Jun
24

The P.T.S. Mindset

To become more creative individually and to foster more innovative workplaces and communities, we need to develop a whole new set of skills that have not been part of our formal education. Actually, skills are not quite enough. Creativity requires something else–a shift in attitude or, as I prefer, mindset–that also needs to be practiced and learned. It is this mix of mindset and skills that make up the 3 creativity competencies I’ve been discussing in my Innovation on my Mind blog, Fluency, Flexibility and Originality. And, if you’ve ever taken a workshop with me, you know that the most essential mindset for creativity is P.T.S.

If you don’t know what P.T.S. is, try not to peek below and let me ask you as I do my workshop participants: What do you need, right now, in order to be your most creative? What ground rules would increase your chances of feeling most creatively comfortable and able to generate new ideas and make unusual connections? Just for fun, use the three letters given, P-T-S, to come up with three words that would best convey suggestions or conditions that would be most optimal for your creativity to shine. Come up with lots of possibilities, using individual words or a 3-word-phrase. Let’s start with 2.

P_____________ T_______________ S_______________

P_____________ T_______________ S_______________

Like any creativity exercise, this one has no right answers and actually hearing what different people come up with helps everyone think more freely. Perhaps we’ll get: Personal…Thoughtful…Shockworthy or Play…Trust…Safe or Pretend…Thought…System or People…That…Sing. Some people will have trouble coming up with any–which is instructive in itself. Really the question I’m asking is: what do you need so you are not blocked, so that you can fully turn on your faucet of ideas?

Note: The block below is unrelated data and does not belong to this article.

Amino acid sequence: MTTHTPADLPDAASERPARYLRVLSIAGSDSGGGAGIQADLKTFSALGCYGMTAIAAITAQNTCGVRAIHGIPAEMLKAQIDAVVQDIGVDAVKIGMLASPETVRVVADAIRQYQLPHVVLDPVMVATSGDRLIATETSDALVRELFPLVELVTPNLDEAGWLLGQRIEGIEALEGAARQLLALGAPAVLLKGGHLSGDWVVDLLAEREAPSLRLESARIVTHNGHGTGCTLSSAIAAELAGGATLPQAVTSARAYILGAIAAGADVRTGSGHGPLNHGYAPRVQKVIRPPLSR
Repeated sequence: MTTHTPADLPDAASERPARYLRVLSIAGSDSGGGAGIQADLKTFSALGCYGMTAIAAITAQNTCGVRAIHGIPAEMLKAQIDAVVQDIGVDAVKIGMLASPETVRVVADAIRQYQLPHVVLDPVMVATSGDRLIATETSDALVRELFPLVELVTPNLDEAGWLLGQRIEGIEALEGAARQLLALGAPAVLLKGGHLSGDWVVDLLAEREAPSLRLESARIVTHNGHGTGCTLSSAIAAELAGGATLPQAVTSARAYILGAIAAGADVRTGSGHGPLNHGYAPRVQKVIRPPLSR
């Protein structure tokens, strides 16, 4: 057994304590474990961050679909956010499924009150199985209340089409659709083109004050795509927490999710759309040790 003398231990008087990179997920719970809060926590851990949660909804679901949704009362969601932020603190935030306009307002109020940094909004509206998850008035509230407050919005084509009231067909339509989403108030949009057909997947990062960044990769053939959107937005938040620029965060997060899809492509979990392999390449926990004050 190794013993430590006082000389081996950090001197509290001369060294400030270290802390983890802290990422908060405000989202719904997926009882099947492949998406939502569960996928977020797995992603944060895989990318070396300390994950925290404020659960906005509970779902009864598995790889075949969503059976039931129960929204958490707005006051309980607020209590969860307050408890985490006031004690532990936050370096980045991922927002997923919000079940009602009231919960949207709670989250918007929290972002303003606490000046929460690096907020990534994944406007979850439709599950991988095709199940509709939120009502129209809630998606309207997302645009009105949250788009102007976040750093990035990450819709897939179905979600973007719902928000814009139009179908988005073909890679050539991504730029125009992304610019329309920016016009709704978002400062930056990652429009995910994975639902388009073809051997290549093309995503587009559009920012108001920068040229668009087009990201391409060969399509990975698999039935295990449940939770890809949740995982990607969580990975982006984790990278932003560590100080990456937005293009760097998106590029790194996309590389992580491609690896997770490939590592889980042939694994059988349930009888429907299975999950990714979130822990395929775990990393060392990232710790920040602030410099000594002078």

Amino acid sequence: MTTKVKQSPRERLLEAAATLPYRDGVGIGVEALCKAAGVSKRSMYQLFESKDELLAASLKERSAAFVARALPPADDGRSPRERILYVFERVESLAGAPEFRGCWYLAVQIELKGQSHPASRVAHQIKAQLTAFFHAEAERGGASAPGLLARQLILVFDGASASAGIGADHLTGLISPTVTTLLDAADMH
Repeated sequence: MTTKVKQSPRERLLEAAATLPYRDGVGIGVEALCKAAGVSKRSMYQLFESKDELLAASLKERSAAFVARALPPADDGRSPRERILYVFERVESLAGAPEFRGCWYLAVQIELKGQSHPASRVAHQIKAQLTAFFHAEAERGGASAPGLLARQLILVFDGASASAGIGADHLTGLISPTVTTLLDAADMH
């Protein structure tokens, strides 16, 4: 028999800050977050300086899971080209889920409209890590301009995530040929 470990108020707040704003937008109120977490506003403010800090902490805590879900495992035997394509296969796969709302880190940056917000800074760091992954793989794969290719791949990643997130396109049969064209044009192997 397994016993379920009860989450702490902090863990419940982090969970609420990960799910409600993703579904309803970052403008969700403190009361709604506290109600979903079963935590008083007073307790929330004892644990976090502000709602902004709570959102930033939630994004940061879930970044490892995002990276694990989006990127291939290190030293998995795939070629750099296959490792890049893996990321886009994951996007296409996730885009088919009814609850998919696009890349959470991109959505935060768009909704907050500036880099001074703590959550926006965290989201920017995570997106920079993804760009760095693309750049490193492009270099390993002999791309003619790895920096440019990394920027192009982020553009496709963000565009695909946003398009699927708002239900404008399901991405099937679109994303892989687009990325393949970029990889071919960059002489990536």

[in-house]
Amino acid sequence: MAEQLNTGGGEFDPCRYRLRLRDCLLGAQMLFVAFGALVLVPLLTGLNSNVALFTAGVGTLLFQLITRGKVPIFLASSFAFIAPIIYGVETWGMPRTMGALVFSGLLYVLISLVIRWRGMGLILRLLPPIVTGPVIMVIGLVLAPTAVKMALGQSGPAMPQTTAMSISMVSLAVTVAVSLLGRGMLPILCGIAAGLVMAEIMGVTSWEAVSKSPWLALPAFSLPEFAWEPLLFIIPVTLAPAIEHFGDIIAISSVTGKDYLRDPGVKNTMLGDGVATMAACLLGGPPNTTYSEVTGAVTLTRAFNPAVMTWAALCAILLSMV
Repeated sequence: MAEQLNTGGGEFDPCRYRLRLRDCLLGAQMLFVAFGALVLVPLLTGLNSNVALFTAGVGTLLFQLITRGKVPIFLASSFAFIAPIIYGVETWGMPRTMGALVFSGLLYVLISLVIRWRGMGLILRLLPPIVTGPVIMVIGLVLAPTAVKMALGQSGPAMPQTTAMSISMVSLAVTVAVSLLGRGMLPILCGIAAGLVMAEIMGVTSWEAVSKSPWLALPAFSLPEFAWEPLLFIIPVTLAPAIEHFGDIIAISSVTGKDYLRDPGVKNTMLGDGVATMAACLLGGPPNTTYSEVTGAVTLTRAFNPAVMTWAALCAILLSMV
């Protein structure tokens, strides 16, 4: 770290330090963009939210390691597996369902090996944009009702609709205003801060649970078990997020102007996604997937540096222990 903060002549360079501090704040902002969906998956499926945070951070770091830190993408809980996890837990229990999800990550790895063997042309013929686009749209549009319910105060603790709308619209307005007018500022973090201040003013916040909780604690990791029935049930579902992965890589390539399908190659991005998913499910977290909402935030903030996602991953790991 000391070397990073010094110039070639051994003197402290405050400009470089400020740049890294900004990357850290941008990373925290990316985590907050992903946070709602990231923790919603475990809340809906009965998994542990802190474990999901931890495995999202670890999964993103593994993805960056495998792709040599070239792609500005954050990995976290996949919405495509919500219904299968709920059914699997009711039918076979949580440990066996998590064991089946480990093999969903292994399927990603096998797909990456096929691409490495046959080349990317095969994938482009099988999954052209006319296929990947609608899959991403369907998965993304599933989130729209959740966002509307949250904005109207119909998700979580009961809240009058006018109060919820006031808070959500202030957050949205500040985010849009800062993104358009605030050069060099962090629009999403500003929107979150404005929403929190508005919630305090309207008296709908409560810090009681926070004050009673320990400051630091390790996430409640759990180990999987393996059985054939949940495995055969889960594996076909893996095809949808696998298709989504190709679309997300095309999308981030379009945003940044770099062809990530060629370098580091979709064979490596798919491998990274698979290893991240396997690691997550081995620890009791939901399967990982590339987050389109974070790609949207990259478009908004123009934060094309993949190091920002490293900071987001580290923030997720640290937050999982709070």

Creativity, you see, happens in the moment. Usually when it comes to sharing ideas and asserting our own perspective, the mindset in the moment that trumps all others is: How do I look smart, clever, right? That’s how we’ve been trained, even when we’re all alone not even thinking about impressing others. Unfortunately this is not the mindset for divergent thinking, the real engine of creativity. It’s too often the mindset for paralysis or very safe ideas.

So what I’ve learned after teaching and facilitating creativity for more than 20 years is that the most effective ground rule for allowing us to turn on that creative faucet is this particular P.T.S.: Permission…to…Suck. That’s it. Giving yourself full permission to suck. It’s a different mindset, one that allows you to turn on the faucet of your ideas without editing, blocking or judging. Once you give yourself permission to suck–to be wrong, lousy, idiotic, rude–everything changes, everything opens in a way it would not otherwise.

Now of course you don’t want to be bad all the time, but the most creative people know how to access this P.T.S. mindset and to appreciate how bad they can be. “It’s good to be bad,” knows the most enlightened creative, because that way you access possibilities that you otherwise would dismiss. And, it turns out, sucking is harder than you think. Try to come up with bad ideas and here’s what you’ll find: More intriguing, provocative ideas that make you go hmmm–exactly what you need to foster a culture of change, imagination and possibility.

So, Klondike of the Frozen Archipelagos, Madame Curie of the Swine Flu Media Sneeze, Mr. Steroid of the Atrophying Mind Muscle–unfry your chimichanga and give yourself P.T.S. more often and see what happens.

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